Where does the development of a new product start? Sometimes it starts with a customer initiative. In spring 2013, Jaana Syrjänen, Chief Physician of the Infections Unit at the Tampere University Hospital (TAYS), described the needs of her unit in a meeting with Kiilto.
“I said that you have this Erisept Foam, which has been in a convenient form for the user – could we get something similar with chlorhexidine?” Syrjänen says.
For over a decade, the Pirkanmaa region has had a very high incidence of the MRSA bacteria compared to the rest of the country. MRSA is a type of bacteria resistant to methicillin antibiotics, which may cause infections that cannot be treated with normal antibiotics.
There is no one way to beat hospital-acquired infections.
“It is vital to practise diligent hand hygiene and wear appropriate personal protective equipment with all patients. MRSA cases are reported to the management, staff members are trained and the hospital strives to have sufficient staffing. Each ward has a designated nurse who specialises in hygiene and serves as the ward’s special expert and contact person with the hygiene unit,” says Syrjänen.
“The essential thing is that the management and staff commit to the activities which, in practice, comprise taking good care of the patient. In addition, it naturally also helps prevent other infections.
At TAYS and other medical facilities in Pirkanmaa, all patients admitted for treatment are tested for MRSA, and the hospital district has a fairly good idea of how many carriers live in the hospital district.
“We take contact precautions in the treatment of all known carriers, and we also give them decolonisation treatment which uses chlorhexidine-based skin cleansing liquid and a nasal antibiotic ointment,” says Syrjänen.
Chlorhexidine is an antiseptic, and there have been good experiences with its use in MRSA prevention.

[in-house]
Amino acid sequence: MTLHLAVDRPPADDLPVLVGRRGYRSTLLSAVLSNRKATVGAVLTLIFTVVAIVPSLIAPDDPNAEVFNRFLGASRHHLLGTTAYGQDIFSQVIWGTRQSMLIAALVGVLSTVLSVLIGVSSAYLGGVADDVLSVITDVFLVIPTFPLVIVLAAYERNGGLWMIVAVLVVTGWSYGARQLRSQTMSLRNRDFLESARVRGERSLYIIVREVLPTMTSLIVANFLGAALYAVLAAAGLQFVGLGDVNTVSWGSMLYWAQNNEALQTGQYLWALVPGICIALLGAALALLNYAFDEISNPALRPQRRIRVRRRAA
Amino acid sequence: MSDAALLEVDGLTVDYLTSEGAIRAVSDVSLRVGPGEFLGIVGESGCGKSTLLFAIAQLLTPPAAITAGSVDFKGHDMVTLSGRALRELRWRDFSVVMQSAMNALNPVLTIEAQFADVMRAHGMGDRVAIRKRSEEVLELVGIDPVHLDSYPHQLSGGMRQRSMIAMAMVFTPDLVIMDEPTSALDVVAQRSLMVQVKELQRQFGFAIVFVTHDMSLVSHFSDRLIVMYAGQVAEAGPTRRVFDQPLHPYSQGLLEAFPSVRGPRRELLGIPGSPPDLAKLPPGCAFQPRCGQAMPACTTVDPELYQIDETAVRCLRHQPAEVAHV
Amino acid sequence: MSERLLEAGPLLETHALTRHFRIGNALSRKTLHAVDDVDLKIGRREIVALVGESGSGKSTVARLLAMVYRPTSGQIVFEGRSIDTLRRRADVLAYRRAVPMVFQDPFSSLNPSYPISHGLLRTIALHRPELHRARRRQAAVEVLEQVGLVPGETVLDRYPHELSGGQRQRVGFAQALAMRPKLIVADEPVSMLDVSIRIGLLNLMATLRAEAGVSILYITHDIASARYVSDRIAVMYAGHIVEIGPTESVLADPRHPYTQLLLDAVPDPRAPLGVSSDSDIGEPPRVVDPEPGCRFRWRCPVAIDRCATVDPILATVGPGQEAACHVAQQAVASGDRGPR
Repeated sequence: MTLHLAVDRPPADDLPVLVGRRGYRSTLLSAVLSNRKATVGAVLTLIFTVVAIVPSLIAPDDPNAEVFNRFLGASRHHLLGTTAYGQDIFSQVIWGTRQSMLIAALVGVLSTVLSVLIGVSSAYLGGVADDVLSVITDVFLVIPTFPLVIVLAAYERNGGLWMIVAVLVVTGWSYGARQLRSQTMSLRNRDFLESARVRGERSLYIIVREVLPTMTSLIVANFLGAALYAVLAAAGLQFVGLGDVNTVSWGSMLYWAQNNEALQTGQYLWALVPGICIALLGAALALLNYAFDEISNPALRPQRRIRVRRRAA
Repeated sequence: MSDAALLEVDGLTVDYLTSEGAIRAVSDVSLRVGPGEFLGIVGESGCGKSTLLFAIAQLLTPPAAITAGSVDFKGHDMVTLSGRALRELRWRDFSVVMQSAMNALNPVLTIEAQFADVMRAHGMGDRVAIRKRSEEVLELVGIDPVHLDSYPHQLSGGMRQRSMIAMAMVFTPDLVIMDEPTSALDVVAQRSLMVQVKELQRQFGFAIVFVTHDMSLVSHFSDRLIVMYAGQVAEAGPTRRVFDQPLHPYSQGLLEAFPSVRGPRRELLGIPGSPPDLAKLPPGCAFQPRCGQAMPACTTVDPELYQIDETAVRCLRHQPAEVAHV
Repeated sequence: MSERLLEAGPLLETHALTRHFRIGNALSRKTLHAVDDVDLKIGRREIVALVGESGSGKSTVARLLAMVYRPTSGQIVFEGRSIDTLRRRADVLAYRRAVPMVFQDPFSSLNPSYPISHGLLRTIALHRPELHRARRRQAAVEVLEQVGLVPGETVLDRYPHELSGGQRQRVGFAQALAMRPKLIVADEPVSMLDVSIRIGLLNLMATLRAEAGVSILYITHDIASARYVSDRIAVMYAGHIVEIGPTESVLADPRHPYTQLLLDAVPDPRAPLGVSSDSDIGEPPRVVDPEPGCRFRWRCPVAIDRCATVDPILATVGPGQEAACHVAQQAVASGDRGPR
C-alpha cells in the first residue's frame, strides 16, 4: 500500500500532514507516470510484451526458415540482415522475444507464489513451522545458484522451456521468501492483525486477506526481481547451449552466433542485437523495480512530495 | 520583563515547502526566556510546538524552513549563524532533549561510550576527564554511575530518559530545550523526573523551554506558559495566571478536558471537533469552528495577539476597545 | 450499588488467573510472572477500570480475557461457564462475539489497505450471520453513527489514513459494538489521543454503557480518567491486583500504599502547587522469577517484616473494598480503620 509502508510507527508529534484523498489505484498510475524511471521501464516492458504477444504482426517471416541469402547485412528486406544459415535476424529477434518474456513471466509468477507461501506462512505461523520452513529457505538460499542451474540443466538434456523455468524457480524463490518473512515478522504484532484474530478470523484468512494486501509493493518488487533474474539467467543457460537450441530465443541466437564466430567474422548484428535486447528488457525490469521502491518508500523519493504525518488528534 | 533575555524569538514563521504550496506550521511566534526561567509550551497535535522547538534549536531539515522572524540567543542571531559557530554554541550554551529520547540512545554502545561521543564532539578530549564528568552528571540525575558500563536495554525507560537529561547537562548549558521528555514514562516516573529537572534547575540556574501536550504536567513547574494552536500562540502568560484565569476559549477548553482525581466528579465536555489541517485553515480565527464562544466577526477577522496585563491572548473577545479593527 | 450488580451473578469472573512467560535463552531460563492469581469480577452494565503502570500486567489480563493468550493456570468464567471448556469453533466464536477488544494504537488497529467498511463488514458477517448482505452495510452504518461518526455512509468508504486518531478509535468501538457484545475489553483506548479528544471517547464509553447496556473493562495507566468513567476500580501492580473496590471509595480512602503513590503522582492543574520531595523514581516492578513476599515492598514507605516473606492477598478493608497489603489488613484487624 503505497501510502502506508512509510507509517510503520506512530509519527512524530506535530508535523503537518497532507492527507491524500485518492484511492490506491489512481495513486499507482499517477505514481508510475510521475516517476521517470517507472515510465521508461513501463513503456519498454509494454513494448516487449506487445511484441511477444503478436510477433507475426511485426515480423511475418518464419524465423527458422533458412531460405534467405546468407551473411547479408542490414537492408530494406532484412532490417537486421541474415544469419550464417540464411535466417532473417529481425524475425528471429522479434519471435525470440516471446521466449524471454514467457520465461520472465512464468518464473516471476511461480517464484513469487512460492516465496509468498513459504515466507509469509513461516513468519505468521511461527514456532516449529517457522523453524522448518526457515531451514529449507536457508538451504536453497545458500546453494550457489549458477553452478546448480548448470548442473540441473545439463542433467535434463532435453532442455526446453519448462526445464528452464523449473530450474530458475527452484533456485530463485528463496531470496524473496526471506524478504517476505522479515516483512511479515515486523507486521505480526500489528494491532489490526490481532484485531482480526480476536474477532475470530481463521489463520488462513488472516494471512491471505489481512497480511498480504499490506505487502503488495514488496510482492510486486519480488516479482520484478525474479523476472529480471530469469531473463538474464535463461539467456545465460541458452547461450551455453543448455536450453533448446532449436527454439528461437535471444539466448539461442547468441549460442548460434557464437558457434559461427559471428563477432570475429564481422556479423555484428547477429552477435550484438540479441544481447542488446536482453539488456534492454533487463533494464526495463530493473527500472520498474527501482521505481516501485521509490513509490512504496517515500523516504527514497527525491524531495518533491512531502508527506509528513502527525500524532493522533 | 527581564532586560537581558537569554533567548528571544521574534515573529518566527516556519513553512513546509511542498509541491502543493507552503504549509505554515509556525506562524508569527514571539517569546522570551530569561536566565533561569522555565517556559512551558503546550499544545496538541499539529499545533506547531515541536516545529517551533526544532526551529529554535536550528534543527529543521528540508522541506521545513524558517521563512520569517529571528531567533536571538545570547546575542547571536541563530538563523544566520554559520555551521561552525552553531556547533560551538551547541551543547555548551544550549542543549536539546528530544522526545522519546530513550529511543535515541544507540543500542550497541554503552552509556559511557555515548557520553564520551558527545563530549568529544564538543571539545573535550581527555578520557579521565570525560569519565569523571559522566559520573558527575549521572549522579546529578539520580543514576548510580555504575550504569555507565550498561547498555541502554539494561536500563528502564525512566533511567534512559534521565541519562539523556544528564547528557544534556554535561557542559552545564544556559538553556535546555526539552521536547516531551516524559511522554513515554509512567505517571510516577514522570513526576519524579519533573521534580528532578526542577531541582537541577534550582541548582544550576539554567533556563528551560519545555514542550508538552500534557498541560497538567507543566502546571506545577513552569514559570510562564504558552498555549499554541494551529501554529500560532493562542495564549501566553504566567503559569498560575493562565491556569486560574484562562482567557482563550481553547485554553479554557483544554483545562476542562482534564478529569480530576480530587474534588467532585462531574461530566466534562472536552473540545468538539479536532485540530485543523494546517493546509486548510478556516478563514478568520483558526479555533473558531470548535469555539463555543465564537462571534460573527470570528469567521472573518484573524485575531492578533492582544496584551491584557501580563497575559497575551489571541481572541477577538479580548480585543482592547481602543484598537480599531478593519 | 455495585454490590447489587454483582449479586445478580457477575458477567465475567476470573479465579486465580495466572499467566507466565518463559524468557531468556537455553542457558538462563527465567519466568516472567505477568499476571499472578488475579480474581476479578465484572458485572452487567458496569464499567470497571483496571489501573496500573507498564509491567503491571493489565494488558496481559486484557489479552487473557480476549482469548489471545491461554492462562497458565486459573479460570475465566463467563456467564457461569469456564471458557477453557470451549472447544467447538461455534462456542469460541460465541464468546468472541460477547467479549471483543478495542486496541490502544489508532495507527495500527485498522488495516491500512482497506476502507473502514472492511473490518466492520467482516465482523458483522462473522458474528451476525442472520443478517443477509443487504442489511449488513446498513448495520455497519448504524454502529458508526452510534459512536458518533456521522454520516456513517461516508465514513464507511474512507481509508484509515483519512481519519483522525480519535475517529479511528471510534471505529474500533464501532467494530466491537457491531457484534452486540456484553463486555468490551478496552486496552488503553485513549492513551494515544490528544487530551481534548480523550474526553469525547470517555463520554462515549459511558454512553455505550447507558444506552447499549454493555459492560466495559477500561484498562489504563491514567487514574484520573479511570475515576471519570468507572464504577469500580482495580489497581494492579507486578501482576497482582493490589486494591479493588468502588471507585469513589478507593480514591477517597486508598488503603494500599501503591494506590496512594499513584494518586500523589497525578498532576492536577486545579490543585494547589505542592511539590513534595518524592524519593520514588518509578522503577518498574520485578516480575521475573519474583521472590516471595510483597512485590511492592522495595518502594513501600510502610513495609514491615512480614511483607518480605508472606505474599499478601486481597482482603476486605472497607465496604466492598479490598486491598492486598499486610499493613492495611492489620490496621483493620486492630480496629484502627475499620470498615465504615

“A few years ago, we wanted to find a feasible chlorhexidine-based washing liquid. It turned out that the strength of existing products was not appropriate and that the packages were not practical for the user.”
And so Jaana Syrjänen told Kiilto what she needed. Over the years, the Infections Unit has cooperated with Kiilto in many ways and the personnel of the unit feel that their improvement suggestions and comments have been carefully considered at Kiilto.
“The fact that Kiilto is Finnish was also relevant. Would a multinational corporation have been interested in manufacturing a product with such limited applications?” says Syrjänen.
A chlorhexidine washing liquid only needed under special circumstances is not exactly a product with a big market. Kiilto realised from the start that this would not be a commercial project but rather a way to take responsibility for hospital hygiene.
“Kiilto started driving it forward. There were people involved who had an idea about the product’s safety and information about its allergens, for example. All aspects were rigorously analysed.”
Hospital hygiene products must have proven as well as tried and tested efficacy and usability. Safety also plays a very important role: markings and instructions must be precise. After two years of product development work, a chlorhexidine-based antiseptic washing foam was launched under the product name Erisept CHG.
“Now we have a product that we can safely give to MRSA patients and tell them that here is your soap, use it when you shower,” says Syrjänen.
The many different approaches to defeating the MRSA bacterium seem to be working: over the last three years, the number of new cases has clearly decreased.